Speaking of cockpit creature comforts, Piper did not forget that the Altaire will likely be used as a personal jet by significant numbers of buyers. So rather than shoehorning "the help" into a cramped, tiny space up at the pointy end, the Altaire features a generously sized cockpit, with comfortable seats that are easy to get into and out of. The stylish and comfortable Millennium-designed crew seats are also a reflection of Piper's recognition that a large number of those sitting in the front seats will also be the ones writing the checks.
Also, cockpit eye candy in the Altaire goes well beyond the upholstery. Even before the redesign, it was known that the PiperJet project shared the distinction with the HondaJet of being the launch customers for Garmin's G3000 avionics suite, the newest and most advanced integrated avionics package earmarked for Part 23 turbine aircraft. The G3000 back end is very similar to the now-ubiquitous G1000. But what meets the eye — and the fingertips — is significantly different.
Dominating the view in the cockpit are the three expansive 14.1-inch-diagonal display screens - two primary flight displays (PFDs) and the center-mounted multifunction display (MFD). That's not unlike the G1000. But what really sets the G3000 apart are the two console-mounted GTC 570 touch-screen controllers. With their 5.7-inch-diameter screens, the controllers provide pilots with home-computerlike, icon-driven command software built on Garmin's new "shallow" menu structure. That is, it's specifically designed with the human factor in mind, so it's not necessary to mine down several layers to find the desired page. And it's equally easy to navigate backward using "back" and "home" keys, should you find yourself headed down the wrong cyberpathway. That translates to being able to access more systems and sensors with fewer page sequences and keystrokes (or more accurately, key touches). The pair of console-mounted GTC 570 touch screens control everything from transponder codes and idents to remote audio and intercom functions. They are also used for entering and editing flight plan data and accessing weather, traffic — even entertainment and custom display options. Old-school knob spinners can still use the single set of mechanical concentric knobs, a mechanical volume control and a map joystick, should they so desire.
Of course, the G3000 has all the now-familiar features available on the G1000, such as synthetic vision, datalink weather, traffic, GFC 700 automatic flight control system, checklists, geo-referenced airport diagrams, FliteCharts, SafeTaxi and more.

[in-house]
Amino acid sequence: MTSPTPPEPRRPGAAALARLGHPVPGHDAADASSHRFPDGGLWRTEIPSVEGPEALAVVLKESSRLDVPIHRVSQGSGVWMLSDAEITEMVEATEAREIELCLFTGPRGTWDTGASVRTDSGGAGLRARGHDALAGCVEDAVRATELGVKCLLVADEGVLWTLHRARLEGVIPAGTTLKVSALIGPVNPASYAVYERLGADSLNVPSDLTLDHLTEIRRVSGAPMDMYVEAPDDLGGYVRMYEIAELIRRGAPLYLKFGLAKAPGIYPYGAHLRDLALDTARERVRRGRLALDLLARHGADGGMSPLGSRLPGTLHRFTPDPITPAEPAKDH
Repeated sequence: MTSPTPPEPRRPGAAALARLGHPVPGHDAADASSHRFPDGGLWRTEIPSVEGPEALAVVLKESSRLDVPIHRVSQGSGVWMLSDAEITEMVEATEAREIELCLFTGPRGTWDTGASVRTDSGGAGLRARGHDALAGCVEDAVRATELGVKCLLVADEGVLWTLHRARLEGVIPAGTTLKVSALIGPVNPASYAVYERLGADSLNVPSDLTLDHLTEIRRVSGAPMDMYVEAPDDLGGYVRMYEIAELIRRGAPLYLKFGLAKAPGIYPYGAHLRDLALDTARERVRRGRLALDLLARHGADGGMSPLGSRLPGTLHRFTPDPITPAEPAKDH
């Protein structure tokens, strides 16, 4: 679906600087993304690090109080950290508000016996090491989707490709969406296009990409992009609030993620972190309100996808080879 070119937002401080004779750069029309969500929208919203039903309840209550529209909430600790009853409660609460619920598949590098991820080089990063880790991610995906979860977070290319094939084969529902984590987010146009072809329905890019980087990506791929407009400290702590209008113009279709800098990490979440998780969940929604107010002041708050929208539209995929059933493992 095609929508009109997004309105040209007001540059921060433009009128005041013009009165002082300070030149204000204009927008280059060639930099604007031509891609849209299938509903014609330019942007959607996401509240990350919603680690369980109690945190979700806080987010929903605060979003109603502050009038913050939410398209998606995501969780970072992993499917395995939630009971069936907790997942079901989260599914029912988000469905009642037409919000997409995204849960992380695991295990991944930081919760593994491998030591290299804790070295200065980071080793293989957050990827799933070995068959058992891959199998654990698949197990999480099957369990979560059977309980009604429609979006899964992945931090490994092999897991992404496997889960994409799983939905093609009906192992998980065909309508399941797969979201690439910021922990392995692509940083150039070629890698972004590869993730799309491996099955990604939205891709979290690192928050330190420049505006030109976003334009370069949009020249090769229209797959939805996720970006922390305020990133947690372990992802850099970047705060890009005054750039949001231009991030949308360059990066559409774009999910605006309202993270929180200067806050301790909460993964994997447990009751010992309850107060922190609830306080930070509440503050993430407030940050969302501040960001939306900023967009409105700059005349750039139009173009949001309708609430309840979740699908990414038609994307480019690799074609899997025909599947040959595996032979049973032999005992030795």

As enjoyable as it will be to sit inside the Altaire — either up front or in the back — stepping outside and taking that satisfying look over the shoulder will also be a pleasure. Piper has made available three color-palette choices for coordinating the interior upholstery and exterior color schemes. The mock-up in Atlanta was done in "Northstar." The Altaire's round fuselage and new, more-jetlike oval windows add a lot to the airplane's visual appeal. So does the redesigned, more-rounded nose and lower windshield angle. At the back end, there's a new nacelle cloaking the 2,500-pound-thrust Williams International FJ44-3AP, and it makes a big difference. Gone is the "beer-barrel" shape of the proof-of-concept airplane's nacelle, replaced by a much more flowing look.
The new nacelle shape is not just for eye appeal. Because the PiperJet's engine is necessarily mounted above the fuselage centerline, increasing power tends to push the nose down, and reducing power can cause it to pitch up. PiperJet's Exhaust Angle Control Technology (EXACT) system automatically bends the exhaust nozzle to redirect the thrust based on the Altaire's pitch attitude, power settings and so forth. The Altaire's new nacelle shape incorporates refinements to the system, and Groom said that flight tests have shown that EXACT lives up to its acronym.
The new-design engine nacelle is also positioned lower and farther aft. Besides further optimizing the thrust line, the new arrangement means that, should the engine's rotor self-destruct, it would not buzz-saw through the Altaire's tail section and depressurize the cabin — a big safety consideration and very pleasing to certification authorities. The tail surfaces are also redesigned, lower and with a more attractive shape. Some observers speculate that the tail configuration would nicely accommodate a pair of engines mounted on either side in the standard light-jet configuration, so it isn't hard to imagine larger siblings of the Altaire, with expanded fuselages (a round fuselage lends itself to easy stretching) and another engine strapped on the back.
For now, though, Piper is happy with one. Groom is convinced that the lower costs of the single are key, and that people's perception of turbine engine reliability has come a long way. The continued success of single-engine turboprops suggests that much of the old prejudice against singles may be crumbling as their reputations for reliability and safety continue to build.
So the next couple of years will ultimately decide how buyers will respond to the siren call of the single-engine jet. But Piper has done its part to make that decision that much more attractive.